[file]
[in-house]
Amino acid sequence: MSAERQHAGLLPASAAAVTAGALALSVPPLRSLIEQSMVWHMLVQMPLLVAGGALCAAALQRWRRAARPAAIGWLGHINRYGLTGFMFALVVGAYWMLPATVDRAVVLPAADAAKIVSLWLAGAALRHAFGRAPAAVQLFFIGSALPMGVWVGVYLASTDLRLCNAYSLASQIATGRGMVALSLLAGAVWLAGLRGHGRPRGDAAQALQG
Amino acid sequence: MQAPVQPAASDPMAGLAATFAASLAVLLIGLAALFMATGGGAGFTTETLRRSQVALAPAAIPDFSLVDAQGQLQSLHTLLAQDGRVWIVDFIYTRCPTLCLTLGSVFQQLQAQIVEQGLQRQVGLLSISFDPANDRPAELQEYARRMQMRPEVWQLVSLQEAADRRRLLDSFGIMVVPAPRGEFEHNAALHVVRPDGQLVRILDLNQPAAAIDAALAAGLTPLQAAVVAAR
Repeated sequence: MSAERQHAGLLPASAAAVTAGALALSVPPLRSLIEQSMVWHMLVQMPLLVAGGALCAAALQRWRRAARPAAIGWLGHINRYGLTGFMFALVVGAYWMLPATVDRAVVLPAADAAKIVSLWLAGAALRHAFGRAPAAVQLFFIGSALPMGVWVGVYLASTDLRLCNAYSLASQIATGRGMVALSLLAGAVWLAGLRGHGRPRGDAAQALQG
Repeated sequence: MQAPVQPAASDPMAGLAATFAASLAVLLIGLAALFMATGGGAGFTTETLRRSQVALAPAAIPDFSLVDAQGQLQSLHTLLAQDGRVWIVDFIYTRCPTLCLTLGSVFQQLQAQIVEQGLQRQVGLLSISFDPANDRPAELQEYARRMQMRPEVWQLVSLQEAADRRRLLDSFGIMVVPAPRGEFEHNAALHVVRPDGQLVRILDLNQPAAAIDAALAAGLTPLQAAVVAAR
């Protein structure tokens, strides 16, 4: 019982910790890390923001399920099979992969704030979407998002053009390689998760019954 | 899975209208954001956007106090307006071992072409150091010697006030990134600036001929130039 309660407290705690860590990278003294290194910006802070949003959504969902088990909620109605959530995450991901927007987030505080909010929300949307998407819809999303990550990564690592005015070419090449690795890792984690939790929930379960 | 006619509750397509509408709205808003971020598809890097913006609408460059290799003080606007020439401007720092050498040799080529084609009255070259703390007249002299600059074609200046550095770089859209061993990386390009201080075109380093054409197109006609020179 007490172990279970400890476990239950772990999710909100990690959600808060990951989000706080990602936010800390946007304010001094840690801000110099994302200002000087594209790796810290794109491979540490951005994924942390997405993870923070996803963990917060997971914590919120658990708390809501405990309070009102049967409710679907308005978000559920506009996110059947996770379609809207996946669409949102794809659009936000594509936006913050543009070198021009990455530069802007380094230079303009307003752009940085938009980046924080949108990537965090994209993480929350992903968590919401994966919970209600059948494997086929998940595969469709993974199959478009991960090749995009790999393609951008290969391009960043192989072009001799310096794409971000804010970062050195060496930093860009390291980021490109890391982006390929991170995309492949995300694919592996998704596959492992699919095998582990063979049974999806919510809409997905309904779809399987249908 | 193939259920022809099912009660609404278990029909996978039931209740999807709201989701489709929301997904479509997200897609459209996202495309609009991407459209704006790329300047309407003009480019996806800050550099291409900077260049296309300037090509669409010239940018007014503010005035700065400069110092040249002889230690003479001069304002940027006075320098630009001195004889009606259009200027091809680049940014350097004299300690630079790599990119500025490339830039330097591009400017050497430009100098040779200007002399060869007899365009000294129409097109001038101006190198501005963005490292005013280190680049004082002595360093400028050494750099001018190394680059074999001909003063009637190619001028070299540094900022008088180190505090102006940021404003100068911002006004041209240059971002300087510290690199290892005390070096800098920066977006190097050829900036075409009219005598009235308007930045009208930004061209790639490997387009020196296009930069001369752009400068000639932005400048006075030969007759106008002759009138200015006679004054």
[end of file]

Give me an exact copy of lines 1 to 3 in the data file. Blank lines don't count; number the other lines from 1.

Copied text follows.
[in-house]
Amino acid sequence: MSAERQHAGLLPASAAAVTAGALALSVPPLRSLIEQSMVWHMLVQMPLLVAGGALCAAALQRWRRAARPAAIGWLGHINRYGLTGFMFALVVGAYWMLPATVDRAVVLPAADAAKIVSLWLAGAALRHAFGRAPAAVQLFFIGSALPMGVWVGVYLASTDLRLCNAYSLASQIATGRGMVALSLLAGAVWLAGLRGHGRPRGDAAQALQG
Amino acid sequence: MQAPVQPAASDPMAGLAATFAASLAVLLIGLAALFMATGGGAGFTTETLRRSQVALAPAAIPDFSLVDAQGQLQSLHTLLAQDGRVWIVDFIYTRCPTLCLTLGSVFQQLQAQIVEQGLQRQVGLLSISFDPANDRPAELQEYARRMQMRPEVWQLVSLQEAADRRRLLDSFGIMVVPAPRGEFEHNAALHVVRPDGQLVRILDLNQPAAAIDAALAAGLTPLQAAVVAAR